"Physics says you can’t even make objects that small."
NASA's James Webb Space Telescope has spotted hundreds of lonely "planets" that are seemingly floating through empty space without being tethered to any star in particular. But many of them are not totally alone: instead, they're appearing in pairs.
The discovery of these Jupiter Mass Binary Objects (JuMBOs), which showed up in a new survey of the Orion Nebula, has astronomers baffled, and could potentially force scientists to reevaluate our existing models of how planetary systems are formed.
"My reactions ranged from: 'Whaaat?!?' to 'Are you sure?' to 'That's just so weird!' to 'How could binaries be ejected together?'" multidisciplinary scientist and JWST scientist Heidi Hammel, who was not on the survey team, told the BBC.
Scientists have two possible explanations for the unusual phenomenon. They could either be proto-planets that haven't had the chance to fully form, or they originated in solar systems, but were later ejected into interstellar space.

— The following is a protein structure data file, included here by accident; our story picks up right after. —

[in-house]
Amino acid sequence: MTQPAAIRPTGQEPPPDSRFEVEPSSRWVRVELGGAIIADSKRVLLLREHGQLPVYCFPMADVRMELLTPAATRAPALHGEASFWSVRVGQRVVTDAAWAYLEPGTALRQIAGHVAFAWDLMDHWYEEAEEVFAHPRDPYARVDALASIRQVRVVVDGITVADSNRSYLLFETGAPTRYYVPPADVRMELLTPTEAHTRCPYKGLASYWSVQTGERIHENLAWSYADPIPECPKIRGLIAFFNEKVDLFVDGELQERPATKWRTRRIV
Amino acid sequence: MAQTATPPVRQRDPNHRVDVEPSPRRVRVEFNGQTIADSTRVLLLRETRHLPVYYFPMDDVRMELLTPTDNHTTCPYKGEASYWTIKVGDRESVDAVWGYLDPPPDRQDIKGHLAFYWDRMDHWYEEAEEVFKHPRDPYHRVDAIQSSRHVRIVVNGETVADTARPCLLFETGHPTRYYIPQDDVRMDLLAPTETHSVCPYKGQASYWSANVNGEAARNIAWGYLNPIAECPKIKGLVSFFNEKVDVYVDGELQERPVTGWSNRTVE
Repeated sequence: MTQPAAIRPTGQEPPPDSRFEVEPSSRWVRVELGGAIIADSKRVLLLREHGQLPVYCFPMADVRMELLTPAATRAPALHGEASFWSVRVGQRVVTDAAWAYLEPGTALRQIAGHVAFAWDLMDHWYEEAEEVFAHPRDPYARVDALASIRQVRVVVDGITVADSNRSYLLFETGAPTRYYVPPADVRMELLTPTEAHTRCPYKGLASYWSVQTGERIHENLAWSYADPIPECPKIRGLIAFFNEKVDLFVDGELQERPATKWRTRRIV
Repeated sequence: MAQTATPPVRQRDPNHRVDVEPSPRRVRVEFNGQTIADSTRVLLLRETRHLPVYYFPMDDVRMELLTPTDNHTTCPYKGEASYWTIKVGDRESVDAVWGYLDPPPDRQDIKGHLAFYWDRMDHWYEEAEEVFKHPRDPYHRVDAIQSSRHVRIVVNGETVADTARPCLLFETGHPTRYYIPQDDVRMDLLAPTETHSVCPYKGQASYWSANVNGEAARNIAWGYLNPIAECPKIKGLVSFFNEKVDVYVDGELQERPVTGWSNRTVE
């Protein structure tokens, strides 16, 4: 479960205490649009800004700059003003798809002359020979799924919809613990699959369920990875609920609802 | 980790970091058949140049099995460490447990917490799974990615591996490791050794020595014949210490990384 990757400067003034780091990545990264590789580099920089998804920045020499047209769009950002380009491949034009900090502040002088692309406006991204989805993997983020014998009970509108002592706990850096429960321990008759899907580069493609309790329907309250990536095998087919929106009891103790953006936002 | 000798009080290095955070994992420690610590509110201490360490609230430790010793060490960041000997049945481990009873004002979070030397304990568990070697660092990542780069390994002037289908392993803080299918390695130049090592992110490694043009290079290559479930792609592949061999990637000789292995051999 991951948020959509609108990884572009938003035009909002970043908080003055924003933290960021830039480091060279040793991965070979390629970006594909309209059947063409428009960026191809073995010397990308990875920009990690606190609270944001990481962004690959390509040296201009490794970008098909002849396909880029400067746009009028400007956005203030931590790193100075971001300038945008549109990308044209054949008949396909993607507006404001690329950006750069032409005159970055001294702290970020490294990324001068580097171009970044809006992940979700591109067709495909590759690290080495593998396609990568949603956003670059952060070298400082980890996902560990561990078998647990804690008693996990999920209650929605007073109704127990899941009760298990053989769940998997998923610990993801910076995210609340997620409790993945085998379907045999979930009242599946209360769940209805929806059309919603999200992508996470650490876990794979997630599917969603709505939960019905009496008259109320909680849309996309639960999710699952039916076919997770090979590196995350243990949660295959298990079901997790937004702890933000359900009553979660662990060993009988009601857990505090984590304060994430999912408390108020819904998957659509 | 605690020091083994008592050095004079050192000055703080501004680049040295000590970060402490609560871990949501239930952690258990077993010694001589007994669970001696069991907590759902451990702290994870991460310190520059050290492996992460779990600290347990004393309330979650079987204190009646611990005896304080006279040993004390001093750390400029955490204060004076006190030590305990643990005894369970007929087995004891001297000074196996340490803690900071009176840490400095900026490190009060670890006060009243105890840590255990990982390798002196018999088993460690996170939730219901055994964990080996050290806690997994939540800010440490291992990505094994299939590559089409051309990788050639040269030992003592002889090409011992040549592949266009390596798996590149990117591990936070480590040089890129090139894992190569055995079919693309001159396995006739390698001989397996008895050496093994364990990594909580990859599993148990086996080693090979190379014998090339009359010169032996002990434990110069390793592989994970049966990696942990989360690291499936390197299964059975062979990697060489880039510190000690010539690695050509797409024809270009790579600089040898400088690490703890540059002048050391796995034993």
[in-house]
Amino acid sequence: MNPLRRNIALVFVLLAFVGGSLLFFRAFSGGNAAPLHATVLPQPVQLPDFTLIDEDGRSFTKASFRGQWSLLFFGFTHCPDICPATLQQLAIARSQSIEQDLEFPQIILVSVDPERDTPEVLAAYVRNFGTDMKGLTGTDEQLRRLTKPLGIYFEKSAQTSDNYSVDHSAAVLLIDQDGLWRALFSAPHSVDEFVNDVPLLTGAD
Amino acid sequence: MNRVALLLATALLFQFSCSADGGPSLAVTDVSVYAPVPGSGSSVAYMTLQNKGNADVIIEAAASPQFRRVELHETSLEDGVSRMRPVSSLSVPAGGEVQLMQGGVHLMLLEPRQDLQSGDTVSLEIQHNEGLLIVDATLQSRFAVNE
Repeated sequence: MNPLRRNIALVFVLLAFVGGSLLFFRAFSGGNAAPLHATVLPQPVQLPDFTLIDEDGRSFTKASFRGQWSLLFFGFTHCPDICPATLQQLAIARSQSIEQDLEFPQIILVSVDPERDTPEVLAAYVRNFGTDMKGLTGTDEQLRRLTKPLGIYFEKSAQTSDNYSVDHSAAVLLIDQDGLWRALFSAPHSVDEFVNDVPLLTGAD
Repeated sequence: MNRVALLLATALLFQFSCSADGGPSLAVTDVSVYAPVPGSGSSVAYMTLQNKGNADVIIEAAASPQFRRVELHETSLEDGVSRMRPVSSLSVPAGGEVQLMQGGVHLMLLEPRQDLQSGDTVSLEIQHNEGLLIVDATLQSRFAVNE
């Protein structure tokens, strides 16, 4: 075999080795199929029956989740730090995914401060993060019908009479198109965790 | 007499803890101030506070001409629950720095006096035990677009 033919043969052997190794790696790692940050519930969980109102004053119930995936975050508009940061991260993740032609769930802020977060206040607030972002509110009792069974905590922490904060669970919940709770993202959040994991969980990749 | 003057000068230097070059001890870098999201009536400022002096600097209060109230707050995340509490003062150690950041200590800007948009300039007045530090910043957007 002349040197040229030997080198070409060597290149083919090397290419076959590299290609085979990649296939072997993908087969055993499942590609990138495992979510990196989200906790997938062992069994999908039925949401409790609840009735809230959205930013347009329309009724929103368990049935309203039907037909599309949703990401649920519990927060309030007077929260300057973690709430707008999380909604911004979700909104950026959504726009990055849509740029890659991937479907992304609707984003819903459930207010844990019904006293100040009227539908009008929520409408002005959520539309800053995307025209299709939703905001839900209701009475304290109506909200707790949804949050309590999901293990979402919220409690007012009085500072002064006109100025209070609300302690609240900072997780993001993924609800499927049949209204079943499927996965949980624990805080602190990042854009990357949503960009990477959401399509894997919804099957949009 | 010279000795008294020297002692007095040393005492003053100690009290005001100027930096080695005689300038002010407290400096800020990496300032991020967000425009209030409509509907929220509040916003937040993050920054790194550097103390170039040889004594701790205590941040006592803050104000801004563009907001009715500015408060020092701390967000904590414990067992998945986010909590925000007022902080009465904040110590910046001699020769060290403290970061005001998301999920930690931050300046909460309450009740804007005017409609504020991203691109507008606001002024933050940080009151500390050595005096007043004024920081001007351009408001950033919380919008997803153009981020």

"We were looking for these very small objects and we find them," Mark McCaughrean, a senior adviser for science and exploration at the European Space Agency, told The Guardian. "We find them down as small as one Jupiter mass, even half a Jupiter mass, floating freely, not attached to a star."
"Physics says you can’t even make objects that small," he added. "We wanted to see, can we break physics? And I think we have, which is good."
They may have some hallmark characteristics of planets, like a hot atmosphere with steam and methane in it, but experts say they're technically not planets.
McCaughrean had an evocative analogy to explain the distinction.
"Most of us don’t have time to get wrapped up in this debate about what is a planet and what isn’t a planet," McCaughrean told The Guardian. "It’s like my cat is a chihuahua-mass pet. But it’s not a chihuahua, it’s a cat."
While McCaughrean suggested in an interview with the BBC that the "ejection hypothesis is the favored one at the moment," the fact that the James Webb identified around 40 JuMBOs in pairs complicates matters.
"But how do you kick out pairs of these things together?" he told the BBC. "Right now, we don't have an answer. It's one for the theoreticians."
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